The premise of Walking the Amazon by Ed Stafford is that he literally walked the path of the Amazon River, through Peru, Colombia, and Brazil. It took him 860 days and was a physically demanding and often dangerous journey. He was the first person to do so.
- Length of the Amazon River - 4,345 miles. He often couldn't walk right next to the river, however, because it was flood season. Which meant his path was even longer.
- Peru has some of the deepest canyons in the world, such as Colca Canyon, more than twice as deep as the U.S.'s Grand Canyon.
- There are four "official" sources of the Amazon River, since no one can quite agree on which is the right one.
- The colorful dresses and hats worn by Quechua women today originated in Spanish landowners using the different patterns to tell their workers apart from others'.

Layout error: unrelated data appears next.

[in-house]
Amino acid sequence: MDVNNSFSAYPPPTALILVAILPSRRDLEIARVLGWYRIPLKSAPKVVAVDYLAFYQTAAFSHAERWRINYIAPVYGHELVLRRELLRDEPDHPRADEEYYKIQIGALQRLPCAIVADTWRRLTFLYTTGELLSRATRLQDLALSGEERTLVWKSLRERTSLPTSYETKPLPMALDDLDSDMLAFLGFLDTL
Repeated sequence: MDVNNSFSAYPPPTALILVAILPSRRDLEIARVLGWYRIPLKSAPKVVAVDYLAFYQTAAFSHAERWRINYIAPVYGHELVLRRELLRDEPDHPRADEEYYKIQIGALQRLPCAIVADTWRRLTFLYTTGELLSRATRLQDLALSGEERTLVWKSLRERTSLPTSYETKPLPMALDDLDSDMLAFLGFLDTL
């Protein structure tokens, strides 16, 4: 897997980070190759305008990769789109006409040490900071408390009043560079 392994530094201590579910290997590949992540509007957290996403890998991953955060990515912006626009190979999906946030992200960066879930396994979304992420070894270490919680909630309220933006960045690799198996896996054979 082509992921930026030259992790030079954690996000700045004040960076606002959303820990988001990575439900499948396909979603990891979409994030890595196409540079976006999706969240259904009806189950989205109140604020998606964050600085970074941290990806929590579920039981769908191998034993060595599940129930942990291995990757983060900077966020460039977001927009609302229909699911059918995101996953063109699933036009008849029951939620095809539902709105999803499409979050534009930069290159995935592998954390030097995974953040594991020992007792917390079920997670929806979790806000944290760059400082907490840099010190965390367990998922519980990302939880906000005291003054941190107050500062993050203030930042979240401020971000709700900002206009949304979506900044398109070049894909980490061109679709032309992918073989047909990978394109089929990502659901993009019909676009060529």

- Howler monkeys are the second loudest mammal in the world (blue whales are the first, in case you're curious).
- Yucca, rice, and bananas are some of the main crops sold in Brazil by the Indian tribes.
- Animals that live in the Amazon region include the bushmaster (largest pit viper in the world) and black caimans (largest carnivorous reptile in South America). Just the sort of traveling companions you'd like to discover.
- The mouth of the Amazon River is the same distance wide as the distance between London and Paris. It enters the Atlantic Ocean at 200,000 cubic meters per second.